Atlantan Bernard "Berny" Gray has created a unique endowment at Winship Cancer Institute of Emory University that addresses an underfunded stage of the research pipeline. The Winship Catalyst Fund will enable Winship researchers to bring promising drugs and treatment strategies from discovery to clinical use.
"Federal funding typically takes a research project through basic discovery," said Mike Cassidy, director of the Emory Biomedical Catalyst. "But there’s a huge funding gap between discovery and application. Berny's gift is a great example of how philanthropy can close that gap."
The first two projects to receive funding address kidney cancer and leukemia. Eric J. Miller, PhD, instructor in the Emory Department of Pharmacology and Chemical Biology and research member at Winship, is the principal investigator researching whether EMU-116, a new compound that moves immune cells to parts of the body where they are needed, will enhance patients' responses to immunotherapy. If successful, this compound could be used to treat kidney cancer in patients who haven’t responded well to previous immunotherapy approaches.
Edmund K. Waller, MD, PhD, and his team are developing a small-molecule compound to improve immune responses to cancers such as acute myeloid leukemia. If successful, this compound would inhibit the immune-suppressing effects of a hormone produced by cancer cells, thus enabling treatment. Waller is an Emory professor of medicine, pathology, and hematology and medical oncology and the interim associate director of clinical research at Winship.
A fortuitous meeting
Gray and Cassidy met through the Georgia Research Alliance when Cassidy served as that organization’s president. The alliance is a nonprofit that connects research universities like Emory with the business community and state government to advance science.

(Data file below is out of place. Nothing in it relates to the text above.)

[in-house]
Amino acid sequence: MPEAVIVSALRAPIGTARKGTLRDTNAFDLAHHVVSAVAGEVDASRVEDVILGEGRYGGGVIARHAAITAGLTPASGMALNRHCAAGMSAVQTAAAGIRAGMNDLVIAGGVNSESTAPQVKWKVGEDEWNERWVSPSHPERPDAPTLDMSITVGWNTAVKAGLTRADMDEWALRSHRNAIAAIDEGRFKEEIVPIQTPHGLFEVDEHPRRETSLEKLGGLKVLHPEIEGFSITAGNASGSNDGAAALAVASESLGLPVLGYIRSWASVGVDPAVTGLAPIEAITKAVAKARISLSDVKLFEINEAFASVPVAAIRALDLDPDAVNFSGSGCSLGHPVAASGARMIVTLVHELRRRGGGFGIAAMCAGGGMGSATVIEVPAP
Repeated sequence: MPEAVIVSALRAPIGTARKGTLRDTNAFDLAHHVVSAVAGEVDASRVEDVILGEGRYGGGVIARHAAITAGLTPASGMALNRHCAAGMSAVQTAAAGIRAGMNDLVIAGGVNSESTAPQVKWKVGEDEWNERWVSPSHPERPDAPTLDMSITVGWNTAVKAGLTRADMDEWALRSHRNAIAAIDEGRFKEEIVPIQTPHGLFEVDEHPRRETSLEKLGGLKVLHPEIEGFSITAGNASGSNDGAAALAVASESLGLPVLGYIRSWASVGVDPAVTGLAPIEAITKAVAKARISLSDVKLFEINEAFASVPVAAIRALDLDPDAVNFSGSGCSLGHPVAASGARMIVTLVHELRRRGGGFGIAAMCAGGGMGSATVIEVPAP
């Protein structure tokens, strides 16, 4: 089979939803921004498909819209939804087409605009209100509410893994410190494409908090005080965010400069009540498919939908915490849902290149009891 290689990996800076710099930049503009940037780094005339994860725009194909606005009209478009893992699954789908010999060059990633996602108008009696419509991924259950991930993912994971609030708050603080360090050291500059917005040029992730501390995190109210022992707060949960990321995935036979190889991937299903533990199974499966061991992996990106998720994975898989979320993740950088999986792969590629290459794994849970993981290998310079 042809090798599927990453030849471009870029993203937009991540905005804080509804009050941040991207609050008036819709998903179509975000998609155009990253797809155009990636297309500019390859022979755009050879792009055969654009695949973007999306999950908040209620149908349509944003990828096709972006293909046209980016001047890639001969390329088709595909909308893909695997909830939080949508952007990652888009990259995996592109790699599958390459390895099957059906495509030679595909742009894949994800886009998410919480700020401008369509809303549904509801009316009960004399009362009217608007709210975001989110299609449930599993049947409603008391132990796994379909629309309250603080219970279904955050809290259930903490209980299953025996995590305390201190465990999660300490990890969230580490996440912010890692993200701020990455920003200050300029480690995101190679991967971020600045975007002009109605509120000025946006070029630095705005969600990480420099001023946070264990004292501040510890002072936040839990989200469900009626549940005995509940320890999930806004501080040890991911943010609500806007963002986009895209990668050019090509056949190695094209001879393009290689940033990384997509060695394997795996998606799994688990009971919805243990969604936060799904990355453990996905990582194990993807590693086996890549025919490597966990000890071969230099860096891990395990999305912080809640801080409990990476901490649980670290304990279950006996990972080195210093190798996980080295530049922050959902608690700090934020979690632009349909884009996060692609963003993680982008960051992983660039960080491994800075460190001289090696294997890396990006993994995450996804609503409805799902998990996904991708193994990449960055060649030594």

"When I arrived at Emory, Berny and I discussed several funding structures that could be helpful in advancing new and novel cancer therapeutics to the clinical stage," Cassidy said. "Berny felt that this model aligned well with his objectives and made a generous gift to launch the Winship Catalyst Fund. Now he’s looking forward to following the process."
To ensure that important progress milestones are met, Winship Catalyst Fund initiatives include project management assistance from Biolocity, a partnership between Emory University and Georgia Tech, and from Lab2Launch, a lab-based entrepreneurial program based in Emory’s new Health Sciences Research Building II. If successful, the current projects could generate new treatments for patients and funding streams for Emory through commercialization.
For Gray, the investment is both practical and aspirational. "I believe there are discoveries at Emory that will produce meaningful therapies in the clinic, but they lack support to make that happen," he said. "Philanthropy is vital for biotech, and I hope any success we achieve will encourage others to make gifts to support additional research."
A North Carolina native, Gray served as executive vice president and vice chairman for Summit Communications Group in Winston-Salem before establishing Gray Ventures in 1991. A private investment company, Gray Ventures supports entrepreneurialism in the Southeast. His professional experience influenced his approach to philanthropy, and he and his wife, Anne, have generously supported Winship since 2006.
"Berny's vision was inspired by the growth of the research triangle in North Carolina, which started from a small investment and grew rapidly to make a huge impact for research," said Suresh Ramalingam, MD, executive director of Winship Cancer Institute and associate vice president for cancer at the Woodruff Health Sciences Center. "He envisions his investment in the Winship Catalyst Fund as something very similar," he said. "We are excited about this fund's ability to accelerate potential new cancer treatments, and we hope Berny’s forward-thinking generosity will inspire others to support the Winship Catalyst Fund as well."
The Winship Catalyst Fund addresses one of the five major themes of 2O36, Emory's campaign to transform the future—working to end cancer—which is the mission of Winship Cancer Institute. "At Winship, our mission is to discover cures for cancer and inspire hope," Ramalingam said. "We believe the Winship Catalyst Fund will help us do both."
Winship Cancer Institute of Emory University is the only NCI-designated Comprehensive Cancer Center in the state of Georgia, providing care for nearly 17,000 new patients each year. To support the work of the Winship Catalyst Fund, contact Vicki Riedel, assistant vice president for advancement, at firstname.lastname@example.org.